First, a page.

Eating the perfect poached eggs in the morning is every breakfast lover’s dream but cooking them right each time isn’t always easy.
Somehow, in the last few weeks, I have become someone who wakes up at 6:30am I did not choose this path â€” I would always rather be sleeping, thanks â€” but I’m trying to make the best of my body’s sudden refusal to sleep in.
Rising early has forced me to re-evaluate my views on breakfast. I write about food for a living, so one might think that I have a big, delicious breakfast every single day. One would be wrong: it takes me several hours to concede that coffee and water are not food, and by the time that happens, I’m so furiously hangry that only the fastest, easiest meal will do. For me, that’s always been eggs and toast and, thanks to my imaginary mum Alice Medrich, I’m currently having a major poached egg moment.
Poached eggs are a white whale for cooks of all experience levels. Everyone’s got their pet method â€” Strain off the excess whites! Add some vinegar to the water! Make a water vortex! â€” but none of these things simplify the process. Complicated, overly-fussy techniques are, to my eyes, diametrically opposed to the perfect simplicity of poached eggs. Enter Alice Medrich’s no-fail technique, which she learned from an ex-boyfriend:
“An old boyfriend taught me to make poached eggs. Rather, I watched him do it. He’d crack and ease the eggs one by one into a shallow pan of simmering water, plop the lid on the pan, turn off the heat, push toast in the toaster, and go shave. He’d stroll back into the kitchen clean-shaven, retrieve the toast, and plop the eggs on top. Nothing to it — and a nice memory.”
(He sounds dreamy. Great catch-and-release work, Alice!)
I’ve been poaching eggs pretty successfully for a decade-plus, but I’m not exaggerating when I say this method changed my life. It’s fast, simple, and highly reproducible â€” which is just what I need for my first meal of the day. Here’s how to do it.
Add two-ish inches of water to a deep frying pan or saucepan with a tight-fitting lid; bring to a simmer over high heat. If you store your sliced bread in the freezer like I do, now’s a good time to take a few slices out and put them in the toaster.
Gently crack fridge-cold eggs straight into the simmering water one at a time – or into a teacup/soup container first if you like – then put on the lid and turn off the heat. Start your toaster.
Soup containers are absolutely A+ vessels for this because you can squeeze the sides.
After three minutes, take the lid off and inspect your eggs. Large eggs will be just about done; jumbo eggs might need another minute or two.
Generously butter your toast, then fold a paper towel (or a clean cloth kitchen towel) over on itself a few times. Use a slotted spoon to remove each egg from the pan, and blot off any excess water with the towel.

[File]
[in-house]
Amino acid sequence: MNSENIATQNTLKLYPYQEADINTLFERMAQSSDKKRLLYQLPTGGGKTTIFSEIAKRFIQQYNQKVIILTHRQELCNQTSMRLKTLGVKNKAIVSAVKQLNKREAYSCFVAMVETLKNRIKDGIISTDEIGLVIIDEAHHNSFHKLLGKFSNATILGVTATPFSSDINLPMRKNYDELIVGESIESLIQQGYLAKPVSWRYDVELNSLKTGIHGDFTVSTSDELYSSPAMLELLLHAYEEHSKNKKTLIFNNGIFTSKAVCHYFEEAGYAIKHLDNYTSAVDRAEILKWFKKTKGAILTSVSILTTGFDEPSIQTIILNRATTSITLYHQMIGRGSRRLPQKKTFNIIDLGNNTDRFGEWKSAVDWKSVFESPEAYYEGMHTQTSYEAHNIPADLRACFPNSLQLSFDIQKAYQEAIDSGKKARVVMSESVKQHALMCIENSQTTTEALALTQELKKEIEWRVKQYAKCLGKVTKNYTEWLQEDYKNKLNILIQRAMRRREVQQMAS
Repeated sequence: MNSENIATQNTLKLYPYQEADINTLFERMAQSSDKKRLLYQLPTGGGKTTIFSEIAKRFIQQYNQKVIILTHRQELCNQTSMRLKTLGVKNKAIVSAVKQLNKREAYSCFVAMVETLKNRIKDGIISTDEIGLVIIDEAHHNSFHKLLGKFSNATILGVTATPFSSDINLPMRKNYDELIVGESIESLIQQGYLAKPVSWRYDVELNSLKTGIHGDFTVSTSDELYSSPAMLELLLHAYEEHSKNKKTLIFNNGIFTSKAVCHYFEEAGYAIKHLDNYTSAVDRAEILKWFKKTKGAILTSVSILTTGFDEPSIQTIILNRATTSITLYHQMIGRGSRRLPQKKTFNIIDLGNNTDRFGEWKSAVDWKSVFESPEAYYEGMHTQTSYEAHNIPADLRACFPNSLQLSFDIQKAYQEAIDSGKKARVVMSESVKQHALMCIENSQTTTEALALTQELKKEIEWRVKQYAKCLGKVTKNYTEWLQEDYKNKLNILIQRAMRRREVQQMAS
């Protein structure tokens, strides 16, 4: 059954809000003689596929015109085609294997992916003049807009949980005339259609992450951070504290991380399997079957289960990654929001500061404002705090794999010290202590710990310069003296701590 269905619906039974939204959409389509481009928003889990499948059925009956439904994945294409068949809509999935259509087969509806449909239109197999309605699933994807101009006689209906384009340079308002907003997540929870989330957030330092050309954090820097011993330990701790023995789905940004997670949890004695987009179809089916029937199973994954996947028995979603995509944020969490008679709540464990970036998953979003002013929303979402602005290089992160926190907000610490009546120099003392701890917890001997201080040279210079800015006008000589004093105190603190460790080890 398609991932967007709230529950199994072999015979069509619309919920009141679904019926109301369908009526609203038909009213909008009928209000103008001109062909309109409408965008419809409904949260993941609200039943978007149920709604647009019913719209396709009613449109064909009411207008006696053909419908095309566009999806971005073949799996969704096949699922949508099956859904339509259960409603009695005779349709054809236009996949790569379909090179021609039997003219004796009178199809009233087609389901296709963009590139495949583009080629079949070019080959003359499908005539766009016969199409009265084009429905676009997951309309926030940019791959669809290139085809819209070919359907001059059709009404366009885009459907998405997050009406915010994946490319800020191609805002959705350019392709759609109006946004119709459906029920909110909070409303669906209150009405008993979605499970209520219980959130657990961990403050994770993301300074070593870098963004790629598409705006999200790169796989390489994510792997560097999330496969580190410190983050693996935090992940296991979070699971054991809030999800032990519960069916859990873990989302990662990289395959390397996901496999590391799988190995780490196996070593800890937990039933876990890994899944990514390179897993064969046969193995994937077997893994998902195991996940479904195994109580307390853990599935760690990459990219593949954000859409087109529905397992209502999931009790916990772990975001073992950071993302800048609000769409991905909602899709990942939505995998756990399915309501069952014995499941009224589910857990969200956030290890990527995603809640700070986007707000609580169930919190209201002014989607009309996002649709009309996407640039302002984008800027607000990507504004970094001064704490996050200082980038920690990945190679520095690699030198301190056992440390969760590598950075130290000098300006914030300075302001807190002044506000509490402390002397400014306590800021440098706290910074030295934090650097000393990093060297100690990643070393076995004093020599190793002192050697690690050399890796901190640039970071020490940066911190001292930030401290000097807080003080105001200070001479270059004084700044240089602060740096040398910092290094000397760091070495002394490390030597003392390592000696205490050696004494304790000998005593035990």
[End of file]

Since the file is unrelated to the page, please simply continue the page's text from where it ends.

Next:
Look, ma! No stringy bits!
Transfer your eggs to buttered toast or a plate. Serve with salt and pepper, because hot sauce is for fried eggs.
The easy-breezy nature of this method should be enough to convince you to try it, but if the idea of abandoning your strainers and vinegar and vortices is making you itchy, here are three more entries in the “Pros” column. First, it completely dispenses with those shitty, wispy bits of egg white that make for ugly poaches â€” they sink to the bottom and fall clean off the rest of the white when you scoop out the eggs. Any residual stragglers can be neatly sliced off by pressing the spoon against the side of the pan.
Good riddance, I say.
Second, cooking the eggs in completely still water denatures the egg white proteins gently and evenly, rather than aggressively and all at once like you’d get with a continuous simmer. This prevents the whites from fusing themselves to the sides and bottom of the goddamn pan, so cleanup is so much easier.
Third, this method makes scaling a cinch. If you’re hosting a big brunch and are dead-set on eggs Benedict, just use more water and a bigger saucepan â€” and plan on cracking the eggs into a pourable vessel before adding them to the water.
As with all egg cookery, tweak the temperature and duration as needed to suit your tastes. I like a poached egg with a completely set white and a jammy yolk, so starting from a strong simmer works perfectly. However, if you’re craving a more classic poached egg situation â€” firm whites, fully liquid yolks â€” bring that water all the way to a roiling boil, crack in your eggs, then cover the pan and cut the heat. They will cook a bit faster, so check in after two minutes.
Be warned: once you have this technique down, you may find that everything looks like a piece of toast. That’s just fine by me; after all, everything from fried rice to a pile of sautÃ©ed greens feels more like a meal with a poached egg on top.
Yet another Maangchi recipe (yachaejeon, or spring vegetable pancake).
This article has been updated since its publication.